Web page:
by Martha Shepherd.
When you live on donations, the most unexpected things can happen. On Holy Thursday, 1991, AJ (Arlene Becker), the director of our house, and I were praying Lauds (morning prayer), when the phone rang. When AJ returned from answering it, she said, "We’ve been offered a trip to Medjugorje, and I think it’s for you."
When asked, Jean Fox, the director general of women of MH at the time, agreed. And so, thirty minutes later, it was all settled. I was going on a pilgrimage to Medjugorje with 50 others from Ottawa and Montreal. And I was leaving in three weeks!
I was stunned, overwhelmed, trying not to be too excited. Obviously this was the will of God. I wanted to fulfill that will, but my experience has been that that seldom means fun and games.
Our friends were not so cautious. People got wind of the trip and began coming with smiles and spending money. One even brought Baedeker’s Yugoslavia and two maps. I was so touched. They were all just so happy for me, eager to add to what was already an overwhelming gift.
Without consciously planning it, I set myself to be worthy of all this generosity. I would be on my apostolic toes at all times. I would anticipate every need around me, be the first to pass every dish, the last to take any seat. It would be love in action all the way. I even packed light, the better to be able to carry others’ suitcases.
Well, the joke was on me. I did manage to help one lady (age 81), through the maze of the airport cafeteria. But after that, someone beat me to the punch every time. Judging from my experience, I’d say that if you want to "see how those Christians love one another," go on a pilgrimage with some.
But what really messed up my plans to merit this pilgrimage with my virtue was not the virtue of my companions, but the migraine headache that leveled me during our lunch break the second day of traveling.
It was a really bad one and included a hair trigger reflex of stomach to every light, sound, motion, and smell. And ahead of us lay six hours of travel by bus through the mountains in an unseasonable blizzard. I would gladly have welcomed death, and was sure I was hated by everyone.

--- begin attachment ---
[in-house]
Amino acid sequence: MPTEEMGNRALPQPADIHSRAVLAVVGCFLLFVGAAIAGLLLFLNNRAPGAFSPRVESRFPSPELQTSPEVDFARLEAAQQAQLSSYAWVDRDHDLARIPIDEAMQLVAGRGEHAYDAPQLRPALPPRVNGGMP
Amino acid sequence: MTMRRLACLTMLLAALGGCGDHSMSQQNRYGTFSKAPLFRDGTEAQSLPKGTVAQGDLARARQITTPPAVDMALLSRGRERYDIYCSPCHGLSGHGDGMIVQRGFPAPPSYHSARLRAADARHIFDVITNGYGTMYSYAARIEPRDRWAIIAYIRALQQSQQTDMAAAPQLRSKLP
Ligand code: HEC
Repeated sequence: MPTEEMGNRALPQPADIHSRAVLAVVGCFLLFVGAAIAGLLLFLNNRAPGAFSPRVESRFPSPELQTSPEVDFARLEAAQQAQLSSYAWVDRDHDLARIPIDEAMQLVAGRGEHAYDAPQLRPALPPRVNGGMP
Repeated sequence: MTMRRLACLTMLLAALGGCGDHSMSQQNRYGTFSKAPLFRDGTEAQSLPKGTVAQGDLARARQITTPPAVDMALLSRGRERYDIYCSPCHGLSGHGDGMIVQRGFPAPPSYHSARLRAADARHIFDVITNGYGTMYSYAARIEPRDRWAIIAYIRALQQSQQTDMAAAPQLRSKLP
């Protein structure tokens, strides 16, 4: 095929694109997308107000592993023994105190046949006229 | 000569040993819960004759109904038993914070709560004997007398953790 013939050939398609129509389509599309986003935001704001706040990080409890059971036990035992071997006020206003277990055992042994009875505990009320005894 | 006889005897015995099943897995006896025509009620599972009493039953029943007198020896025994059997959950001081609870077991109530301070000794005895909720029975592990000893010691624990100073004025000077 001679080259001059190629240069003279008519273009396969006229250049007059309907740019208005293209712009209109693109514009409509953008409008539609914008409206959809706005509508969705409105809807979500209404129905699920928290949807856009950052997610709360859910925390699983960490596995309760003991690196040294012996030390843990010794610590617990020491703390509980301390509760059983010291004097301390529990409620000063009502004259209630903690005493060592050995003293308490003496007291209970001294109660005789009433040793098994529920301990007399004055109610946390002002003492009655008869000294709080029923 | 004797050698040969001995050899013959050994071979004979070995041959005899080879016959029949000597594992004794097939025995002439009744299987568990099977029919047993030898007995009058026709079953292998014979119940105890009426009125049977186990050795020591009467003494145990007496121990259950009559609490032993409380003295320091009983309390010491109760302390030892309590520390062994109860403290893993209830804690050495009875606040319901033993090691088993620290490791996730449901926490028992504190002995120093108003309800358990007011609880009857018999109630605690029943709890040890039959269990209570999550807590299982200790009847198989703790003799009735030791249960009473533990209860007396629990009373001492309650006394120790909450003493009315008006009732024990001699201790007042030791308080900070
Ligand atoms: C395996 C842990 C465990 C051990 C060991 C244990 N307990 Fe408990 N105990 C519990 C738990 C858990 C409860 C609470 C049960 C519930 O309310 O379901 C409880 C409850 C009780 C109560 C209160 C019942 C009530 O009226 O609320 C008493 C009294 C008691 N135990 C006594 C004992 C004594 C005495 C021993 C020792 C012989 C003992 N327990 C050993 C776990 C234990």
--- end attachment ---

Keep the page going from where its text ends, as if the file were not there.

But not so. In addition to everything else, I was given genuine compassion. People held bags, passed wet cloths, and prayed the rosary when things got really bad. They prayed at least thirty decades.
When we finally reached the village of Medjugorje, I, the would-be carrier of elderly ladies’ suitcases, was almost a stretcher case.
My 68-year-old roommate brought me a cup of tea. As I collapsed on my bed, she went off with a jaunty, "We’ll see you later, dear," to join the others for Mass and supper.
The whole week was like that. Not only were my services not needed, but other people were taking care of me. My debt was growing, not shrinking. No matter what I did, I just couldn’t justify this gift. I couldn’t earn it.
Gradually, the word the Lord was trying to give me, reached me: I didn’t earn this trip; I didn’t deserve it. I hadn’t even asked for it.
Neither did I earn, deserve, or ask for any of the extras that were given to me before the trip or along the way, or the mercy, kindness, and acceptance of all. From beginning to end, I did nothing but receive.
Among the many, many graces of that week, I was given the word, "receive." Receive the gift offered to you. Receive the love offered to you. Receive the grace and salvation offered to you. You’ll never be able to deserve it, justify it, be worthy of it.
And don’t be afraid there’ll be a price to pay later. The gift of God is free. Don’t miss it.
to be continued
—Adapted from a newsletter, May 5, 1991
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